From First to Last

 
 
 
Today we hear from our contributor Mark Swain (Director of Partnerships at the Henley Business School), who focuses on the importance of first impressions.
 
Make the best impression -wb
 
This morning is a lovely morning. Ok, rubbish in a weather sense – howling wind, and that misty rain that makes everything damp. But great because I realise how my batteries have recharged after spending time with my family (which I did last night) and meeting brilliant standout people (which I did yesterday afternoon). My mind has been busily dissecting and analysing the afternoon’s example; thinking about why they were so memorable, particularly given we’ve only met once. Why have they stayed firmly in my mind, as great people and professionals? It’s really simple, and let me explain.
 
 
It’s often said that “first impressions last”, so you need to manage those first few minutes when you meet someone. Actually, given how judgemental many people can be, they have probably made their decision about you in the first few seconds – if you doubt that, then Google “The 7/11 Rule” by Michael Solomon. But to really stand out, you need to manage your next impression and your last impression as well. And that’s what the daughter/mother team I met yesterday managed to do – subconsciously and instinctively. It was obvious that their:
 

  • First impression was of smiling positivity, as they welcomed me into their home and business (which created connection)
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  • Next impression was their sparky interest in my work, and how it could be applied to theirs (which created energy)
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  • Last impression was of firm commitment to moving things forward, and making things happen (which created trust)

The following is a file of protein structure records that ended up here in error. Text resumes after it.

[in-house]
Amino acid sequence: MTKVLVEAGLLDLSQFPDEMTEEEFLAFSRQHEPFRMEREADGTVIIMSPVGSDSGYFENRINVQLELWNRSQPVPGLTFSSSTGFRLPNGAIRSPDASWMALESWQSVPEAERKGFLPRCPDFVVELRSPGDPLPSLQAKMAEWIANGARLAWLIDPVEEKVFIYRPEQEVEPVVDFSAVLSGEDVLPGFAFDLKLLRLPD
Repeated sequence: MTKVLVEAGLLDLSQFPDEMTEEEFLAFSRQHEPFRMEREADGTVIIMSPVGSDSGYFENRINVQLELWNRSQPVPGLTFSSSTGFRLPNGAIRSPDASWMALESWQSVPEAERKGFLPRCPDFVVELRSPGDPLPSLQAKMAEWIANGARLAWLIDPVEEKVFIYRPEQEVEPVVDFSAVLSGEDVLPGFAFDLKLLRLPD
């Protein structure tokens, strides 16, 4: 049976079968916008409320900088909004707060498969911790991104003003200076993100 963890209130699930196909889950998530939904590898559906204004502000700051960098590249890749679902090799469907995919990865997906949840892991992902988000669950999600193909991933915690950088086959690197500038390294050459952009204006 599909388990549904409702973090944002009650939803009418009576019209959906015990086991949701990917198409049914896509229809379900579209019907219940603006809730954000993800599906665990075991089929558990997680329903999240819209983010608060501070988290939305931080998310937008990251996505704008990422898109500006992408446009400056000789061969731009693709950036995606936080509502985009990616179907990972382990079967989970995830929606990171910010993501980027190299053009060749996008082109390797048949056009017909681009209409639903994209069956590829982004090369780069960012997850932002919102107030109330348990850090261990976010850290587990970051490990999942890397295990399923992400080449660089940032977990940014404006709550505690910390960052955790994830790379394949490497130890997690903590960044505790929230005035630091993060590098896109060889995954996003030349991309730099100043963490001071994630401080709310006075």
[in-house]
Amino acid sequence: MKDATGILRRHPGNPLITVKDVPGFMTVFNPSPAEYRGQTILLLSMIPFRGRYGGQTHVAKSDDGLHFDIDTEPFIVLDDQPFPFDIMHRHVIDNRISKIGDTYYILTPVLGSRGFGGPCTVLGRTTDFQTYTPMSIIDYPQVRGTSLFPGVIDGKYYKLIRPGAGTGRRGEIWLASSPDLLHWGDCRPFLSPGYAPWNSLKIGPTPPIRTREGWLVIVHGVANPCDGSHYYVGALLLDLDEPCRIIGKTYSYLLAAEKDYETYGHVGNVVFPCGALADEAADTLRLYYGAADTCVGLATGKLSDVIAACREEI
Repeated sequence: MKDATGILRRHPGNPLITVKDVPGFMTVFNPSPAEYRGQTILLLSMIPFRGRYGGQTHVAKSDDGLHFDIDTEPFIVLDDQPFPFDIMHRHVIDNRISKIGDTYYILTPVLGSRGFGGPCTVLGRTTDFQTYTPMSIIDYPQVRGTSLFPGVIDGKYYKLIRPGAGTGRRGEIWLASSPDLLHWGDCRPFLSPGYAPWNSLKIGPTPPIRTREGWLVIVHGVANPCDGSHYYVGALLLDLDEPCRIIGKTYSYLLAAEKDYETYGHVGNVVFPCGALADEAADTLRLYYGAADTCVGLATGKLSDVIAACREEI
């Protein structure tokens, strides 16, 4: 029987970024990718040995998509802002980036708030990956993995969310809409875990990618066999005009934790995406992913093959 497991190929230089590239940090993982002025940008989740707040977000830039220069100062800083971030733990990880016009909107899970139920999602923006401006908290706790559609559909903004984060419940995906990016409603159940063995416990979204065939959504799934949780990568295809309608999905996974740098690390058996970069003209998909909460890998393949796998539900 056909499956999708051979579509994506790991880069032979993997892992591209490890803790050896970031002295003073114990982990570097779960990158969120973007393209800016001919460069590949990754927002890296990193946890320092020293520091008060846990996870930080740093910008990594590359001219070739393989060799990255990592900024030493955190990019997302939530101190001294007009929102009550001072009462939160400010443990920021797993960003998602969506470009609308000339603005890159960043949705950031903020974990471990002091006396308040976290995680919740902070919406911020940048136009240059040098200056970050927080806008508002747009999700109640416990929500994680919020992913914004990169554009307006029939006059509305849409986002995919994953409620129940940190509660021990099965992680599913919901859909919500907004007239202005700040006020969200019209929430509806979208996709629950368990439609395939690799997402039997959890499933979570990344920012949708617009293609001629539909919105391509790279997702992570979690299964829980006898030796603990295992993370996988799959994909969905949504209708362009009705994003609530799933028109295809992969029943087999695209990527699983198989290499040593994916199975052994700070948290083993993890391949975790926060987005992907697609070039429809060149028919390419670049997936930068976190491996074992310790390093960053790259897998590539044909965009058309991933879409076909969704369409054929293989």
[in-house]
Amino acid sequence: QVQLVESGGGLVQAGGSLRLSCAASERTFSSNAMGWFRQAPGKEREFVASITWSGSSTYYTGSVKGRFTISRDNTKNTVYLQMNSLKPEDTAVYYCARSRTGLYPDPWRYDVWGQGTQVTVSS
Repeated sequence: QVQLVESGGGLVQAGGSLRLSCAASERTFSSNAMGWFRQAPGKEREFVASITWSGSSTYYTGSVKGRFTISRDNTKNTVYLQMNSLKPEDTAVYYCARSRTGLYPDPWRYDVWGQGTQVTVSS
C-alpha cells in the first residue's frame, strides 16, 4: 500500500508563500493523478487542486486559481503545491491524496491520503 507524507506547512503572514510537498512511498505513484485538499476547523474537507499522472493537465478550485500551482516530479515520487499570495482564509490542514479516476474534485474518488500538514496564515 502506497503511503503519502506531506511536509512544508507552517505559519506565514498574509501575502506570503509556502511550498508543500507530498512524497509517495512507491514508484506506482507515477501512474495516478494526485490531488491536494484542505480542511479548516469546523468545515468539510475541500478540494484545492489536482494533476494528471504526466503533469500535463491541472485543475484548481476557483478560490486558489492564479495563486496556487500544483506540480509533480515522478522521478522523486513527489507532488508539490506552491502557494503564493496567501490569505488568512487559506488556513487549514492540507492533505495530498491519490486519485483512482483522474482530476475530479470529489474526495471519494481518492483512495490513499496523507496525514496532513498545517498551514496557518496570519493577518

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This all meant that our planned ninety-minute meeting lasted over four hours, and I was absolutely buzzing. What advice would I give? Practice your first impression. But be mindful that it’s your next and last impressions that create the lasting impact. The author Sonya Parker once said that:
 

Almost everyone will make a good first impression. But only a few will make a good lasting impression.

 
So focus on those three elements. Be mindful of them, when you meet new people or encounter new situations. Control them when you can. Manage them from FIRST to LAST. Because people who do that are so impressive. And in a crowd of people, and a world of many things, impressive makes you stand out.
 
 
 

Read Mark Swain’s earlier blogs on Happiness:

PRIME: Personality: The Way to Find the Work You Love
How to get to know your personality, what really makes you tick, and how to use that self-awareness to find work you’ll really enjoy

 

PRIME: Resilience: It’s More Than Just ‘Bouncing Back’
Resilience is multi-dimensional. Find out how to build resilience to help achieve your goals.

 

PRIME: Image: The Ultimate Test of Self Control
Image is vital to happiness and mostly in our control.  Learn how to improve your self-image and projected image.

 

PRIME: Mindset: Don’t Let a Better Life Pass You Buy…
How managing your mindset can drive positive changes in your life.

 

See more from Mark Swain:

For Those Shrinking Violets
Top tips for introverts, and for extroverts who want to better understand the introverts you know

 

Mark Swain

Mark Swain

Director of Partnerships at Henley Business School

 

About Mark Swain

Mark Swain will be one of our regular contributors at Hello Grads.
 As Director of Partnerships at the Henley Business School, he delivers high-end learning and leadership development to senior business executives – through training, events and networking.

Mark has enjoyed a career across sales, marketing and many aspects of HR, and he will be talking and writing about some pressing issues for graduates – choosing career direction, recognising what you have to offer, and making yourself stand out in a competitive jobs market.

Contact:  mark.swain@henley.ac.uk or www.meritology.me and @meritology

Career:

Director of Partnerships at the Henley Business School
FInstSMM – Fellow of the Institute of Sales & Marketing Management
Fellow at The Learning & Performance Institute
Lead consultant at The Chemistry Group

Education: University of Portsmouth – Economics
 
 

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